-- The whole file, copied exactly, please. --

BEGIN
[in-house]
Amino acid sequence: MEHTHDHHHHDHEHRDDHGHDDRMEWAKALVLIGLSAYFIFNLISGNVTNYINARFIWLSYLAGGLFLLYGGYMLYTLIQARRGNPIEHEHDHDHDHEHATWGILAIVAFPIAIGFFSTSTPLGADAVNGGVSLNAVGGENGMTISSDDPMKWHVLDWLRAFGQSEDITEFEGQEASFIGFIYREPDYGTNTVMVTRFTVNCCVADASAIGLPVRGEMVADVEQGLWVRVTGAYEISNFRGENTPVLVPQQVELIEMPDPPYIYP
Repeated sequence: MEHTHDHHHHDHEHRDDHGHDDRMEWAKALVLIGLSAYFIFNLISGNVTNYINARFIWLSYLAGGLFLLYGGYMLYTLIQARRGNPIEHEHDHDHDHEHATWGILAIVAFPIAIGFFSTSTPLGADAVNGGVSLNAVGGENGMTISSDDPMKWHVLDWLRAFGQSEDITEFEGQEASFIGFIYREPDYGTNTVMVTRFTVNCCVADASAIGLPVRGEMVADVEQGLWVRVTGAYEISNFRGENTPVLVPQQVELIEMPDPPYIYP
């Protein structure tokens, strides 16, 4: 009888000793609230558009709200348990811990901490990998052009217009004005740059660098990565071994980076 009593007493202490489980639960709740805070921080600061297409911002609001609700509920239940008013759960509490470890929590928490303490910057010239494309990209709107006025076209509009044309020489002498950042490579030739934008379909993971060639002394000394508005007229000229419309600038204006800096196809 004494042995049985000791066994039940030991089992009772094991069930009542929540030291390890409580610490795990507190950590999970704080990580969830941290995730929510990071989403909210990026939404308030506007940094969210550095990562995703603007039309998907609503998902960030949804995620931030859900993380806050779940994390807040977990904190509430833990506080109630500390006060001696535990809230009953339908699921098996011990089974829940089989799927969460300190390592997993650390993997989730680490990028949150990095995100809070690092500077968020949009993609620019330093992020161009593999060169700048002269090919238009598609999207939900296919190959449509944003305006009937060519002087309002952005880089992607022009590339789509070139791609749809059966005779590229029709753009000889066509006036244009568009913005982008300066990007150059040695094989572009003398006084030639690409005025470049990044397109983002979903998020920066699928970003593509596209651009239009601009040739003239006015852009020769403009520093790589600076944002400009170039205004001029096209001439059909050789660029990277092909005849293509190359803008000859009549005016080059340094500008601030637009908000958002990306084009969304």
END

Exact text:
[in-house]
Amino acid sequence: MEHTHDHHHHDHEHRDDHGHDDRMEWAKALVLIGLSAYFIFNLISGNVTNYINARFIWLSYLAGGLFLLYGGYMLYTLIQARRGNPIEHEHDHDHDHEHATWGILAIVAFPIAIGFFSTSTPLGADAVNGGVSLNAVGGENGMTISSDDPMKWHVLDWLRAFGQSEDITEFEGQEASFIGFIYREPDYGTNTVMVTRFTVNCCVADASAIGLPVRGEMVADVEQGLWVRVTGAYEISNFRGENTPVLVPQQVELIEMPDPPYIYP
Repeated sequence: MEHTHDHHHHDHEHRDDHGHDDRMEWAKALVLIGLSAYFIFNLISGNVTNYINARFIWLSYLAGGLFLLYGGYMLYTLIQARRGNPIEHEHDHDHDHEHATWGILAIVAFPIAIGFFSTSTPLGADAVNGGVSLNAVGGENGMTISSDDPMKWHVLDWLRAFGQSEDITEFEGQEASFIGFIYREPDYGTNTVMVTRFTVNCCVADASAIGLPVRGEMVADVEQGLWVRVTGAYEISNFRGENTPVLVPQQVELIEMPDPPYIYP
């Protein structure tokens, strides 16, 4: 009888000793609230558009709200348990811990901490990998052009217009004005740059660098990565071994980076 009593007493202490489980639960709740805070921080600061297409911002609001609700509920239940008013759960509490470890929590928490303490910057010239494309990209709107006025076209509009044309020489002498950042490579030739934008379909993971060639002394000394508005007229000229419309600038204006800096196809 004494042995049985000791066994039940030991089992009772094991069930009542929540030291390890409580610490795990507190950590999970704080990580969830941290995730929510990071989403909210990026939404308030506007940094969210550095990562995703603007039309998907609503998902960030949804995620931030859900993380806050779940994390807040977990904190509430833990506080109630500390006060001696535990809230009953339908699921098996011990089974829940089989799927969460300190390592997993650390993997989730680490990028949150990095995100809070690092500077968020949009993609620019330093992020161009593999060169700048002269090919238009598609999207939900296919190959449509944003305006009937060519002087309002952005880089992607022009590339789509070139791609749809059966005779590229029709753009000889066509006036244009568009913005982008300066990007150059040695094989572009003398006084030639690409005025470049990044397109983002979903998020920066699928970003593509596209651009239009601009040739003239006015852009020769403009520093790589600076944002400009170039205004001029096209001439059909050789660029990277092909005849293509190359803008000859009549005016080059340094500008601030637009908000958002990306084009969304």